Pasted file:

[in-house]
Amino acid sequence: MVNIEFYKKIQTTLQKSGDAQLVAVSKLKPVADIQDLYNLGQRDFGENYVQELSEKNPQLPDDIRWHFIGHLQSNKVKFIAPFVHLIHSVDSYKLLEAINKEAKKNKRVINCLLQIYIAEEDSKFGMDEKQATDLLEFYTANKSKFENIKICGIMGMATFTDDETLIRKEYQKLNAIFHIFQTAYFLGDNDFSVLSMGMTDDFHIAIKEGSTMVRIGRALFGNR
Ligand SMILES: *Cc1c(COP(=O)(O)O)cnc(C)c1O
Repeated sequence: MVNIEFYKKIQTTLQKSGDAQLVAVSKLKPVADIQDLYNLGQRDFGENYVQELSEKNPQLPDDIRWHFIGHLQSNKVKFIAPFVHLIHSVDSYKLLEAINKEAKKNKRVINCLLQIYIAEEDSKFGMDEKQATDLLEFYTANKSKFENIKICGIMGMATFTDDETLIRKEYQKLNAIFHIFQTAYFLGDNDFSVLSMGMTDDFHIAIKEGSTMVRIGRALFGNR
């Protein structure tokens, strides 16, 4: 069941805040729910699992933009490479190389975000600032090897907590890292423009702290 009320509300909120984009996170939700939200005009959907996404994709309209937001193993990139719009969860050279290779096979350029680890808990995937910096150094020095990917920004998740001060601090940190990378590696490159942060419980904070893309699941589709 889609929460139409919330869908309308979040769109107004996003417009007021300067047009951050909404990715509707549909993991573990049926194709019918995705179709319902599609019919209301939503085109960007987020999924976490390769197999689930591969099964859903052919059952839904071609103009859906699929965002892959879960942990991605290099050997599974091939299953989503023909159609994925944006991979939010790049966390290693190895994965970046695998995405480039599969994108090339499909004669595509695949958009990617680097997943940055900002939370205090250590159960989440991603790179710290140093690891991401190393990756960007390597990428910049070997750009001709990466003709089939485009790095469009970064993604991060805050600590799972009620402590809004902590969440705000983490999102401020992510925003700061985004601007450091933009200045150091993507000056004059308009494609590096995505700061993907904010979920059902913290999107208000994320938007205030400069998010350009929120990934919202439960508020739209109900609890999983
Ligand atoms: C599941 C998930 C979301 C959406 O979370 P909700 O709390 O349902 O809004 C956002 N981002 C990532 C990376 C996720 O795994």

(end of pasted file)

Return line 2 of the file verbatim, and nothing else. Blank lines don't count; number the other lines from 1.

Amino acid sequence: MVNIEFYKKIQTTLQKSGDAQLVAVSKLKPVADIQDLYNLGQRDFGENYVQELSEKNPQLPDDIRWHFIGHLQSNKVKFIAPFVHLIHSVDSYKLLEAINKEAKKNKRVINCLLQIYIAEEDSKFGMDEKQATDLLEFYTANKSKFENIKICGIMGMATFTDDETLIRKEYQKLNAIFHIFQTAYFLGDNDFSVLSMGMTDDFHIAIKEGSTMVRIGRALFGNR